By Gina Yarbrough
San Diego, CA–Balboa Park access in the Golden Hill area is much safer and easier thanks to a $380,000 project to restore the pathway for pedestrians and bicyclists along 26th Street.
On January 31, city and project leaders officially cut the ribbon to mark the completion of the months-long project carried out by the California Conservation Corps (CCC) in partnership with Forever Balboa Park and the City of San Diego. The ribbon-cutting ceremony took place at the north end of Golden Hill Park, along Golden Hill Drive near the trailhead.
With project coordination provided by Forever Balboa Park in conjunction with the city, CCC Corpsmembers tamed the footpath that had naturally been created by bicyclists and pedestrians over the years, clearing, widening, and stabilizing the trail to make it easier to navigate. They also installed fencing to provide protection for trail users from 26th Street vehicular traffic. The final touch was planting 25 baby coast live oak trees along the trail in the Bennington Memorial Oak Grove, an important restoration method that will strengthen the grove and eventually add more aesthetic beauty, cooling shade, and other environmental benefits to this scenic park access point.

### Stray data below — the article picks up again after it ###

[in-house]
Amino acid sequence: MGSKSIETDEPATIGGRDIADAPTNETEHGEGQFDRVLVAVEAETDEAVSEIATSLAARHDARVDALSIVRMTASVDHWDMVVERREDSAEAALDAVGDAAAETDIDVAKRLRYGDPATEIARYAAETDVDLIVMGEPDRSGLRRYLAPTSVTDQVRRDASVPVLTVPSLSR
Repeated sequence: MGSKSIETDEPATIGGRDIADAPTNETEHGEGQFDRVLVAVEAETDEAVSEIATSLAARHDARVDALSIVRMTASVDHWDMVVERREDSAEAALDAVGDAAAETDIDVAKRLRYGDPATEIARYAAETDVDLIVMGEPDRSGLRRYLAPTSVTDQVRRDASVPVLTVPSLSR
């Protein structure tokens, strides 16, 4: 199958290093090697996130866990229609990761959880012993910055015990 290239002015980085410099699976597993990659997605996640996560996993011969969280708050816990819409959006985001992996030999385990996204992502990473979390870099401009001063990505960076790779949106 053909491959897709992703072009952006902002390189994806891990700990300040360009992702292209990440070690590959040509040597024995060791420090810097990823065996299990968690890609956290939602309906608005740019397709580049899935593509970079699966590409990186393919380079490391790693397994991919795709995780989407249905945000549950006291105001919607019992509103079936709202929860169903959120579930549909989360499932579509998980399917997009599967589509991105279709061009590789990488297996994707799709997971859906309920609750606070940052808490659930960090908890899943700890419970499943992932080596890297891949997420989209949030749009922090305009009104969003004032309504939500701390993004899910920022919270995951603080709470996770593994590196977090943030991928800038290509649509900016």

The project plan began in 2019 when Forever Balboa formed a unique partnership with the California Conservation Corps. After a park ranger identified the unsafe makeshift trail as a priority project, CCC secured state funding with Forever Balboa Park as its nonprofit partner. Forever Balboa Park’s right of entry agreement with the city enabled CCC to begin work on the project in April of this year following pandemic-related delays.
The project is part of California’s Active Transportation Program to reduce greenhouse gas emissions by encouraging walking and biking to get around. In addition to creating a smoother trail and installing lodgepole fencing, CCC Corpsmembers built stone stairs into the steep hill at the top of 26th Street and replaced the four old, dilapidated wood footbridges.
“Collaborating with the CCC and the city to improve visitor experience and safety, while helping to reduce greenhouse gas emissions, is a win-win for everyone,” said Jackie Higgins, Forever Balboa Park’s Vice President of Planning. “California Conservation Corps did a remarkable job on the 26th Street Trail, and Forever Balboa Park looks forward to working with them again in the future.”
“The importance of providing safe and environmentally conscious transportation pathways between our communities continues to grow,” said Lisa Tomas, CCC San Diego District Director. “Unique partnerships like this one, with the City of San Diego, the California Conservation Corps, and Forever Balboa Park, serve the greater good of our communities.”